The global polypropylene market is more balanced than other commodity plastics, but is facing its own set of regional challenges.
``All global polypropylene production is competitive,'' Esteban Sagel said at Chemical Market Associates Inc.'s World Petrochemical Conference, March 21-22 in Houston. Sagel is director of North American polyolefins for Houston-based CMAI.
``Producers in all the various regions are both able to protect their domestic markets and participate in export markets,'' he added.
``Volume continues to grow at unprecedented levels, but we're still in a high feedstock price environment,'' Basell Polyolefins' Hans-Robert Schmidt said at DeWitt & Co. Inc.' s World Petrochemical Conference, March 20-22 in Houston. Schmidt is senior vice president for polypropylene at Elkton, Md.-based Basell.
``What's happening is that wealthy nations no longer are exhibiting growth, feedstock-owning nations have small populations and populous nations have little feedstock,'' Schmidt said.
A wave of new capacity arriving in the Asia-Pacific and Middle East regions will impact the PP market. In 2009 alone, those areas will add more than 11 billion pounds of new PP capacity.
``This excess capacity will cause operating rates to start dropping in 2008,'' Sagel said. ``They'll be close to 85 percent in 2009 and 2010. Prices and margins also will start to fall in 2007.''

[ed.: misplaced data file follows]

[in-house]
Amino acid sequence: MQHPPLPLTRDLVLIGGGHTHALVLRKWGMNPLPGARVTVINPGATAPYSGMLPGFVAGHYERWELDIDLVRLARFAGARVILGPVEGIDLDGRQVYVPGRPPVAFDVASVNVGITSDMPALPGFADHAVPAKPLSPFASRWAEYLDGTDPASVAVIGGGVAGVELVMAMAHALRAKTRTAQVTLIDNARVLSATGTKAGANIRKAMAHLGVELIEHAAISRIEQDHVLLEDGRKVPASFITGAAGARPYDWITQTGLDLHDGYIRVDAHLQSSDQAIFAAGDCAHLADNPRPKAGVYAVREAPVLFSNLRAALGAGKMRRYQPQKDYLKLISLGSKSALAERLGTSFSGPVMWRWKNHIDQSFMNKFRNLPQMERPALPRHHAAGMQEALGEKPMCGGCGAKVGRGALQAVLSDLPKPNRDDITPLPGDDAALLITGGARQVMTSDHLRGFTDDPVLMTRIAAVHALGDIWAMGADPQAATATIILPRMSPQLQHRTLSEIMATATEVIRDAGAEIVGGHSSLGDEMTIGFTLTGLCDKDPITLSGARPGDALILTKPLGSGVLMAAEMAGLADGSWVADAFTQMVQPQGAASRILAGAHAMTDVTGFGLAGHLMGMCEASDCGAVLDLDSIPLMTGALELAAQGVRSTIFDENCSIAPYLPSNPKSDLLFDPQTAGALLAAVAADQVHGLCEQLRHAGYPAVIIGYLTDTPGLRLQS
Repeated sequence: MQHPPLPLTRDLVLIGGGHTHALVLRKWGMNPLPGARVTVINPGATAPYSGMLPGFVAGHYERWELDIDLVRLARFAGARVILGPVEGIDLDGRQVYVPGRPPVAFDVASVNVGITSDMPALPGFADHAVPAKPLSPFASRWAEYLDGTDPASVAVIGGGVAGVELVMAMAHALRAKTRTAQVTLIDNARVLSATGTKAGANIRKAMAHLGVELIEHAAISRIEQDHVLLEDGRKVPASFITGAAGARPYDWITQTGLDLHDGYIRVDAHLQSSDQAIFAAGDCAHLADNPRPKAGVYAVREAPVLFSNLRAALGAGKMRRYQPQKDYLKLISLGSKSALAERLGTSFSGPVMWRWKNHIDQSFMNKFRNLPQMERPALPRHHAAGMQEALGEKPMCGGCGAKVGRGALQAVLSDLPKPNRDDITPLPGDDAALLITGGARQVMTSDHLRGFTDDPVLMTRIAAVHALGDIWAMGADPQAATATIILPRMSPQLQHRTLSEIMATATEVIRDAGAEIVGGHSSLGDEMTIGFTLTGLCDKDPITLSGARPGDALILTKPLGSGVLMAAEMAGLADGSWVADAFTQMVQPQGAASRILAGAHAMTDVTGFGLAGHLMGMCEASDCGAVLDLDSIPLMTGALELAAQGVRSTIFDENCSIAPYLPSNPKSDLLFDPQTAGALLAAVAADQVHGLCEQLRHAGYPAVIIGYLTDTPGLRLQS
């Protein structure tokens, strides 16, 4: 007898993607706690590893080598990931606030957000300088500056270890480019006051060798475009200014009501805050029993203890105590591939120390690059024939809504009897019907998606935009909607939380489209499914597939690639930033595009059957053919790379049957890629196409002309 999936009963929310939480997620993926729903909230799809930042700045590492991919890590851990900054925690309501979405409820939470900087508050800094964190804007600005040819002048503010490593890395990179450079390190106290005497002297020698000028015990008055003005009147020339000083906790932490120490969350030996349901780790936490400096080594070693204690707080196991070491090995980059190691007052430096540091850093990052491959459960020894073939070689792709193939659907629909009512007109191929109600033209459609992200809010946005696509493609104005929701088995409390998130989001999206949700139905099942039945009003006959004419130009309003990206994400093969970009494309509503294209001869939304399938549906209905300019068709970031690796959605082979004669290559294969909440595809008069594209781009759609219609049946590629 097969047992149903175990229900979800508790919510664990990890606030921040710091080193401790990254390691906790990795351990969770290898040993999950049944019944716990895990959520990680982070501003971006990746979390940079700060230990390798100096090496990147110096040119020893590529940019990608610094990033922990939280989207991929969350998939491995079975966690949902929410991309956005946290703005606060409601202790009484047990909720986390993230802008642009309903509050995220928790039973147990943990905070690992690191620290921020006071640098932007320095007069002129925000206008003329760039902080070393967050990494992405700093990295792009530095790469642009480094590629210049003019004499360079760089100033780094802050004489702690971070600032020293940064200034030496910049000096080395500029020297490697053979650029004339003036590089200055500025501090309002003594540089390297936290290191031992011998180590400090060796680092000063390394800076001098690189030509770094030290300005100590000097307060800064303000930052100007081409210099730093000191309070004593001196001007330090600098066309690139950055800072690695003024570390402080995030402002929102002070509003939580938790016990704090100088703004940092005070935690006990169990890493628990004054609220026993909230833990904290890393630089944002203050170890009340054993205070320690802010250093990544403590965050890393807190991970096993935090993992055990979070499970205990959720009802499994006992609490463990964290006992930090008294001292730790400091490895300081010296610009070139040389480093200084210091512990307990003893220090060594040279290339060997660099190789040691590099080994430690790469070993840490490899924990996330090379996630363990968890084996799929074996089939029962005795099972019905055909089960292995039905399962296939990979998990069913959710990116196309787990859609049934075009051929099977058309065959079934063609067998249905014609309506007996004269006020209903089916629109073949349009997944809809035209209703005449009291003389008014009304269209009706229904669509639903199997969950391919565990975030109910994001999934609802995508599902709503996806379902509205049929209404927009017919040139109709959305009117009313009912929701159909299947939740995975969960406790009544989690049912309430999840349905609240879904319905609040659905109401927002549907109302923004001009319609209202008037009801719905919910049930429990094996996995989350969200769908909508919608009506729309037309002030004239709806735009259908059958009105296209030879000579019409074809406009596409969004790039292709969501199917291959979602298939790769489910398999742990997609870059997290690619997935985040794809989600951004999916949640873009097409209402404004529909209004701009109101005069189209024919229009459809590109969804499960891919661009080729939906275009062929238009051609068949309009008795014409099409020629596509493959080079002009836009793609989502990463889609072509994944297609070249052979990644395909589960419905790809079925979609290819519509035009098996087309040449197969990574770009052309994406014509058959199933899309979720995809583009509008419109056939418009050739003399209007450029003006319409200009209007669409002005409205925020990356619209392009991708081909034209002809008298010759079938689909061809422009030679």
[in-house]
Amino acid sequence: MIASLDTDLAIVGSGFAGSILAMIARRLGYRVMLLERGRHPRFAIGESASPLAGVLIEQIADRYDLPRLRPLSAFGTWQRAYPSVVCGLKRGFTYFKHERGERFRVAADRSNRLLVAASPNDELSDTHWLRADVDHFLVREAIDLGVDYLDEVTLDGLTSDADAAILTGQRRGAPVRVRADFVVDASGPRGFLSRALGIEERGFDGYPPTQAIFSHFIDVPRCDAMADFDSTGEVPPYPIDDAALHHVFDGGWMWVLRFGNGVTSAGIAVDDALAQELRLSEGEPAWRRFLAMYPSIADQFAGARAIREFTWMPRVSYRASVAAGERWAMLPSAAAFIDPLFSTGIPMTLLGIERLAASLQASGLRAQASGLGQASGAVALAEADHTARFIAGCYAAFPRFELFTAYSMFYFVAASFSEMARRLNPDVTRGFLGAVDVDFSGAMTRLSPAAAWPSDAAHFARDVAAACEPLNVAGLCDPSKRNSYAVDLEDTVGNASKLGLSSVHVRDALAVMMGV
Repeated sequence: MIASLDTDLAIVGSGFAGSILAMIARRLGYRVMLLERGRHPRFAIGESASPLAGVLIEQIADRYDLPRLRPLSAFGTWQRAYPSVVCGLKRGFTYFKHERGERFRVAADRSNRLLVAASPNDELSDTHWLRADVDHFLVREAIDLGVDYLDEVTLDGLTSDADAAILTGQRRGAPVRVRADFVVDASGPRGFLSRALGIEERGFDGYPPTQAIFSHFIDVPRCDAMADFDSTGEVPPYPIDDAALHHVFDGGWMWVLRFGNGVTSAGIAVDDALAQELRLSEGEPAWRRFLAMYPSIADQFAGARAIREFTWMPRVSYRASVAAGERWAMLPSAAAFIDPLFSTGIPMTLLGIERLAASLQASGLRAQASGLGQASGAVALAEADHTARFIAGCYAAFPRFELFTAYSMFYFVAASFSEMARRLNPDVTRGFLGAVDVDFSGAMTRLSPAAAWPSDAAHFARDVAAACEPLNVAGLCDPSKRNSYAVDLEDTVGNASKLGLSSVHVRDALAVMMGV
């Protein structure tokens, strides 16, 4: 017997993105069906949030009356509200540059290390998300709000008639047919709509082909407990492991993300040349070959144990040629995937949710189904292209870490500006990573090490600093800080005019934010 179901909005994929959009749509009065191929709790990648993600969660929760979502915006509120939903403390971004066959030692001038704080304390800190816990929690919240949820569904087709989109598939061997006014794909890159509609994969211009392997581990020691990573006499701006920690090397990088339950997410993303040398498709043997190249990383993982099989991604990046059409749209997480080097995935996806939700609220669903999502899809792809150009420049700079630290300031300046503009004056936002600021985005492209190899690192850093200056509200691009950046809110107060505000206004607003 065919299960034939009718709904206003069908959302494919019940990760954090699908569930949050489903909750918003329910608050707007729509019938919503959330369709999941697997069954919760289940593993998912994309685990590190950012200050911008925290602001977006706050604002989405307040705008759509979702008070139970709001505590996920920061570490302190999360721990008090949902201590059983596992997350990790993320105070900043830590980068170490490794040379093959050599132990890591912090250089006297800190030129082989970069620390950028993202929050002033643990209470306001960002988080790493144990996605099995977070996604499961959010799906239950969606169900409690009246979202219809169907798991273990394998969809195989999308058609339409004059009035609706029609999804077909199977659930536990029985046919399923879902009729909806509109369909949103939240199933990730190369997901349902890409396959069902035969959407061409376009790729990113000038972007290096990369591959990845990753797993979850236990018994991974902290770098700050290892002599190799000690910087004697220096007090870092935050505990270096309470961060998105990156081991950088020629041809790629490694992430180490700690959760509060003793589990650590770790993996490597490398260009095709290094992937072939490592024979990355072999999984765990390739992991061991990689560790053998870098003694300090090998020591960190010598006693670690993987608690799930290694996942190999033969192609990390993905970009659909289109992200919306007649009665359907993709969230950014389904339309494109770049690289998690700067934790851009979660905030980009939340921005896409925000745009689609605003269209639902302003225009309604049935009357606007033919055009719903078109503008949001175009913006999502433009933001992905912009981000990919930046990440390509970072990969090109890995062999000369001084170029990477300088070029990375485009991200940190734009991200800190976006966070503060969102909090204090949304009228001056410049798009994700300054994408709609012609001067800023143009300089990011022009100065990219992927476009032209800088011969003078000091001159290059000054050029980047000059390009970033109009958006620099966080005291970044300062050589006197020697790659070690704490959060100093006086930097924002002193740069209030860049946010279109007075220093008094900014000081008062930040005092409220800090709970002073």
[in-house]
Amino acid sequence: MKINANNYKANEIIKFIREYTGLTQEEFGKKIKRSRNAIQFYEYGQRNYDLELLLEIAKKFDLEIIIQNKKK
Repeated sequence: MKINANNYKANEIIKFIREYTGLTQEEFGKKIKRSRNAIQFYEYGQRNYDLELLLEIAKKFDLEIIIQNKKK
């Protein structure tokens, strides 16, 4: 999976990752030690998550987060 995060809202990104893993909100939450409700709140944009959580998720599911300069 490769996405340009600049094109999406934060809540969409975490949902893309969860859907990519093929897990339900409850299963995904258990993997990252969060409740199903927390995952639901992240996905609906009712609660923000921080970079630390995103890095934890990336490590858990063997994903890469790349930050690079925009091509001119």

Between 2005 and 2011, PP capacity growth will be around 22 percent in the Middle East but less than 3 percent in North America, Basell's Schmidt said. In that same period, PP demand will grow 9 percent in Eastern Europe and 7 percent in the Middle East and Asia Pacific. North American PP consumption will increase 3.5 percent in that period.
However, the new capacity won't have much impact on North America's regional share of global demand. That number was 38 percent last year but will fall slightly to 34 percent by 2011.
Schmidt added that he believes North America could be a net importer of PP by 2010. Global PP supplies should be tight in 2005-08 before the market starts to loosen in 2009.
In North America, Schmidt said PP operating rates will be above 91 percent in 2007 but under 90 percent from 2008-2010.
North American end markets for PP film, fiber and some injection molded parts could be affected by imported finished goods, Sagel said, since those products are easier to transport. But harder-to-ship blow molded parts, pipe and extrusion coating made from PP ``aren't moving around the world.''
Sagel also pointed out PP's low cost per cubic inch when compared with other resins. At 2.5 cents per cubic inch, PP costs slightly less than PE and quite a bit less than PVC, PS, ABS and PET.
``If polypropylene and other resins perform equally, you're going to choose the one that saves you the most money,'' he said.
Sagel added that he doesn't expect to see much new capacity in North America any time soon.
``There was a lot of pain in the U.S. when the industry overexpanded in 2000,'' he said. ``When you look at lower costs in the Middle East, it's a hard sell for a large new [PP] facility in North America.''
In the short-term, Basell's Schmidt said he's ``not betting'' on a slump in PP pricing or demand in the second quarter of 2007.
``It's not advantageous for customers to destock,'' he said.